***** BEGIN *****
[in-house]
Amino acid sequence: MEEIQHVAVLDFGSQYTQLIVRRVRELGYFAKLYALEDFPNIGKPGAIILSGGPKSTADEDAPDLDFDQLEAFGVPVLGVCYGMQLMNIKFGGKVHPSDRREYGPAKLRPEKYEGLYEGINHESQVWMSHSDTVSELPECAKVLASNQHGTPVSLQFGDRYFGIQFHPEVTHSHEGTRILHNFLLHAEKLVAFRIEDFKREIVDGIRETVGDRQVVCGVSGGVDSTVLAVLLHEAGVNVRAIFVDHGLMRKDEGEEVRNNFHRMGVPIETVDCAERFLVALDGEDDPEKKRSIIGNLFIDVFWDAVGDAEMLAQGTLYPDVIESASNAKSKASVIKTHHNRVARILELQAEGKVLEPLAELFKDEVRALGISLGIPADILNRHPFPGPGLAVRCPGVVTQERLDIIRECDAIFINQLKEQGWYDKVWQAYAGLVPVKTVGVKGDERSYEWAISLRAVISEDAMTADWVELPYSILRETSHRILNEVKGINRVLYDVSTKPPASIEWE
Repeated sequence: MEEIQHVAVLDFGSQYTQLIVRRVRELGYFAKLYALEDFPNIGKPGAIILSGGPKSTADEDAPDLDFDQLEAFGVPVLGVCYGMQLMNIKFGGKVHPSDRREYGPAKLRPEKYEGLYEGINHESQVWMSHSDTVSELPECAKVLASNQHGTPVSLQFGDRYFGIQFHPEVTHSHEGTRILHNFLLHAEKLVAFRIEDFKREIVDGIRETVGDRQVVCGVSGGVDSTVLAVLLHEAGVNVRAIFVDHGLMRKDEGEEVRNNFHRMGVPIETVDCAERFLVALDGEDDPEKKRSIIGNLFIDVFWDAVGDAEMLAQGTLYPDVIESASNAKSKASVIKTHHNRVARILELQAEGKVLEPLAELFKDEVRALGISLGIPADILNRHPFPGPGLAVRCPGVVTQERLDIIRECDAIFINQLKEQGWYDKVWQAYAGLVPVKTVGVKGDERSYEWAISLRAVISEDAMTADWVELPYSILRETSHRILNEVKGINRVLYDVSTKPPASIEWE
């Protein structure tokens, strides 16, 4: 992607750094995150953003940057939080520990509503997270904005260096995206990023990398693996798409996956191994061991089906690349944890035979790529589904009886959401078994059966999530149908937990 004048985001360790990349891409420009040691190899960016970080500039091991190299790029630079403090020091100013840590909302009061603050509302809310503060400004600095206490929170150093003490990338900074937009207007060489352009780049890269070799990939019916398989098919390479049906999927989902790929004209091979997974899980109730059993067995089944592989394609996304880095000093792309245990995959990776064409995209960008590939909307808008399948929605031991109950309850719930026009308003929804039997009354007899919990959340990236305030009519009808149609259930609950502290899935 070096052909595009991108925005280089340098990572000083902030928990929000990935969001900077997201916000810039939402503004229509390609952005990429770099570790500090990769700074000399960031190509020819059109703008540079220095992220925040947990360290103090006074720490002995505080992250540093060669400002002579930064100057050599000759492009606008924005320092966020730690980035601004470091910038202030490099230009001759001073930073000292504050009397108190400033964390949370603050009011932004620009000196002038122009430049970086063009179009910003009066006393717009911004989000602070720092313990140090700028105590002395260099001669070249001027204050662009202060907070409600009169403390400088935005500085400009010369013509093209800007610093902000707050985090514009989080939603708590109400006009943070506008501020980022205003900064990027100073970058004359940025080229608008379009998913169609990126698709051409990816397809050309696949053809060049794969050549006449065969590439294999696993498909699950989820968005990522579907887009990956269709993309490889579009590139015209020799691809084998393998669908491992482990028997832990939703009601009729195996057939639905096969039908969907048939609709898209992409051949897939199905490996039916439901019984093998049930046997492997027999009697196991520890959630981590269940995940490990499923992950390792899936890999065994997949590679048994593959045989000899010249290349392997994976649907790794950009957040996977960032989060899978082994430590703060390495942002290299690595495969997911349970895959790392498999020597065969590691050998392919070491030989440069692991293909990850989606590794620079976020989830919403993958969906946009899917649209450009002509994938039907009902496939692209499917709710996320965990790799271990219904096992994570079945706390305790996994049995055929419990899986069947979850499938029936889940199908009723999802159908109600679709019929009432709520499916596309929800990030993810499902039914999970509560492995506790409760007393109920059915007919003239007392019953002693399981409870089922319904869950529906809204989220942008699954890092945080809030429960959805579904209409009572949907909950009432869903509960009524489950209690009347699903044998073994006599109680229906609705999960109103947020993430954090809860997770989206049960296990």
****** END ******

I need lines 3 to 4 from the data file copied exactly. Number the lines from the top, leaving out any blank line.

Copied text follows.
Repeated sequence: MEEIQHVAVLDFGSQYTQLIVRRVRELGYFAKLYALEDFPNIGKPGAIILSGGPKSTADEDAPDLDFDQLEAFGVPVLGVCYGMQLMNIKFGGKVHPSDRREYGPAKLRPEKYEGLYEGINHESQVWMSHSDTVSELPECAKVLASNQHGTPVSLQFGDRYFGIQFHPEVTHSHEGTRILHNFLLHAEKLVAFRIEDFKREIVDGIRETVGDRQVVCGVSGGVDSTVLAVLLHEAGVNVRAIFVDHGLMRKDEGEEVRNNFHRMGVPIETVDCAERFLVALDGEDDPEKKRSIIGNLFIDVFWDAVGDAEMLAQGTLYPDVIESASNAKSKASVIKTHHNRVARILELQAEGKVLEPLAELFKDEVRALGISLGIPADILNRHPFPGPGLAVRCPGVVTQERLDIIRECDAIFINQLKEQGWYDKVWQAYAGLVPVKTVGVKGDERSYEWAISLRAVISEDAMTADWVELPYSILRETSHRILNEVKGINRVLYDVSTKPPASIEWE
């Protein structure tokens, strides 16, 4: 992607750094995150953003940057939080520990509503997270904005260096995206990023990398693996798409996956191994061991089906690349944890035979790529589904009886959401078994059966999530149908937990 004048985001360790990349891409420009040691190899960016970080500039091991190299790029630079403090020091100013840590909302009061603050509302809310503060400004600095206490929170150093003490990338900074937009207007060489352009780049890269070799990939019916398989098919390479049906999927989902790929004209091979997974899980109730059993067995089944592989394609996304880095000093792309245990995959990776064409995209960008590939909307808008399948929605031991109950309850719930026009308003929804039997009354007899919990959340990236305030009519009808149609259930609950502290899935 070096052909595009991108925005280089340098990572000083902030928990929000990935969001900077997201916000810039939402503004229509390609952005990429770099570790500090990769700074000399960031190509020819059109703008540079220095992220925040947990360290103090006074720490002995505080992250540093060669400002002579930064100057050599000759492009606008924005320092966020730690980035601004470091910038202030490099230009001759001073930073000292504050009397108190400033964390949370603050009011932004620009000196002038122009430049970086063009179009910003009066006393717009911004989000602070720092313990140090700028105590002395260099001669070249001027204050662009202060907070409600009169403390400088935005500085400009010369013509093209800007610093902000707050985090514009989080939603708590109400006009943070506008501020980022205003900064990027100073970058004359940025080229608008379009998913169609990126698709051409990816397809050309696949053809060049794969050549006449065969590439294999696993498909699950989820968005990522579907887009990956269709993309490889579009590139015209020799691809084998393998669908491992482990028997832990939703009601009729195996057939639905096969039908969907048939609709898209992409051949897939199905490996039916439901019984093998049930046997492997027999009697196991520890959630981590269940995940490990499923992950390792899936890999065994997949590679048994593959045989000899010249290349392997994976649907790794950009957040996977960032989060899978082994430590703060390495942002290299690595495969997911349970895959790392498999020597065969590691050998392919070491030989440069692991293909990850989606590794620079976020989830919403993958969906946009899917649209450009002509994938039907009902496939692209499917709710996320965990790799271990219904096992994570079945706390305790996994049995055929419990899986069947979850499938029936889940199908009723999802159908109600679709019929009432709520499916596309929800990030993810499902039914999970509560492995506790409760007393109920059915007919003239007392019953002693399981409870089922319904869950529906809204989220942008699954890092945080809030429960959805579904209409009572949907909950009432869903509960009524489950209690009347699903044998073994006599109680229906609705999960109103947020993430954090809860997770989206049960296990």